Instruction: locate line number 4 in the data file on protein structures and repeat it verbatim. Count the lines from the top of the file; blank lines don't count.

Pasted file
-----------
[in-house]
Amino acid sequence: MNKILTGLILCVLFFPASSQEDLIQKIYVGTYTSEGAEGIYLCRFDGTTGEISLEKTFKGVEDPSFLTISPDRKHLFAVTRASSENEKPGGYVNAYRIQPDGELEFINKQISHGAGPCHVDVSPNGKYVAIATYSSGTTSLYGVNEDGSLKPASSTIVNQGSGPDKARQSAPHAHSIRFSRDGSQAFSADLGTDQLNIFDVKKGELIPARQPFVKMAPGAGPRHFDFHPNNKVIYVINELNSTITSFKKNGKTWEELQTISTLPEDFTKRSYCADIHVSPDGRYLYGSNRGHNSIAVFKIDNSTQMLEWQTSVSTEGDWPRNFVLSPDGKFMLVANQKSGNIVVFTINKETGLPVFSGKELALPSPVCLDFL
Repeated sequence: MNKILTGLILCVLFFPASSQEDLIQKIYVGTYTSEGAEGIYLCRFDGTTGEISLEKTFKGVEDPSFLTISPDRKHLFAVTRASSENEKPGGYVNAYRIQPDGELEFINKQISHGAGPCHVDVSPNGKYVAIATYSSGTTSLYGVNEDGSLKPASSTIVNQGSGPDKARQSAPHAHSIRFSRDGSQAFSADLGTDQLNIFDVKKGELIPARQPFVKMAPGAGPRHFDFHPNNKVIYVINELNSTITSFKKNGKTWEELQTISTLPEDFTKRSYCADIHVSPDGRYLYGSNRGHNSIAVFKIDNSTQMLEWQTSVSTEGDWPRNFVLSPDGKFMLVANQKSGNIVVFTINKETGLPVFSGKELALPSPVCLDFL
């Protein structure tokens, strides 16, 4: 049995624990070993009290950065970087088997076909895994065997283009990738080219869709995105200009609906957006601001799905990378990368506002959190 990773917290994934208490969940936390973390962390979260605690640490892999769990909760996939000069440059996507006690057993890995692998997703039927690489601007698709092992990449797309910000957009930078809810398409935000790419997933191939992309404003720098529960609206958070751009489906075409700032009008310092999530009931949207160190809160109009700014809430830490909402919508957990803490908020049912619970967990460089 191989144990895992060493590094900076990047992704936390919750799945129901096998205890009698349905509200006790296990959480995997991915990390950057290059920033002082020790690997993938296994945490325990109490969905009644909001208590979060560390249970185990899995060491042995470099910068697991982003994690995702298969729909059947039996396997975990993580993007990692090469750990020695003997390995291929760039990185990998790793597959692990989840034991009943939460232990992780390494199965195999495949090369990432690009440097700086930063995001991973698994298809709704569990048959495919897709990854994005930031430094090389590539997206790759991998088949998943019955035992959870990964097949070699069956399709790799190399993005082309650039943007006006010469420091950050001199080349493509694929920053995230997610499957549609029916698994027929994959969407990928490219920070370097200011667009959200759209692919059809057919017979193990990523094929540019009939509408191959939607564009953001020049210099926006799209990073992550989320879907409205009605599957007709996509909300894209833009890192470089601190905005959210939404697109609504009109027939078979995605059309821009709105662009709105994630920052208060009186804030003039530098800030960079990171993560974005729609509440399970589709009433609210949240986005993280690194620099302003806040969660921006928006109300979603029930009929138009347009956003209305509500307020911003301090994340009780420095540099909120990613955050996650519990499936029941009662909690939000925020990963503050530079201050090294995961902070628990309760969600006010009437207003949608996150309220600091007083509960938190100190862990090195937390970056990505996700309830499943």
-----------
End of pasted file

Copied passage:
């Protein structure tokens, strides 16, 4: 049995624990070993009290950065970087088997076909895994065997283009990738080219869709995105200009609906957006601001799905990378990368506002959190 990773917290994934208490969940936390973390962390979260605690640490892999769990909760996939000069440059996507006690057993890995692998997703039927690489601007698709092992990449797309910000957009930078809810398409935000790419997933191939992309404003720098529960609206958070751009489906075409700032009008310092999530009931949207160190809160109009700014809430830490909402919508957990803490908020049912619970967990460089 191989144990895992060493590094900076990047992704936390919750799945129901096998205890009698349905509200006790296990959480995997991915990390950057290059920033002082020790690997993938296994945490325990109490969905009644909001208590979060560390249970185990899995060491042995470099910068697991982003994690995702298969729909059947039996396997975990993580993007990692090469750990020695003997390995291929760039990185990998790793597959692990989840034991009943939460232990992780390494199965195999495949090369990432690009440097700086930063995001991973698994298809709704569990048959495919897709990854994005930031430094090389590539997206790759991998088949998943019955035992959870990964097949070699069956399709790799190399993005082309650039943007006006010469420091950050001199080349493509694929920053995230997610499957549609029916698994027929994959969407990928490219920070370097200011667009959200759209692919059809057919017979193990990523094929540019009939509408191959939607564009953001020049210099926006799209990073992550989320879907409205009605599957007709996509909300894209833009890192470089601190905005959210939404697109609504009109027939078979995605059309821009709105662009709105994630920052208060009186804030003039530098800030960079990171993560974005729609509440399970589709009433609210949240986005993280690194620099302003806040969660921006928006109300979603029930009929138009347009956003209305509500307020911003301090994340009780420095540099909120990613955050996650519990499936029941009662909690939000925020990963503050530079201050090294995961902070628990309760969600006010009437207003949608996150309220600091007083509960938190100190862990090195937390970056990505996700309830499943």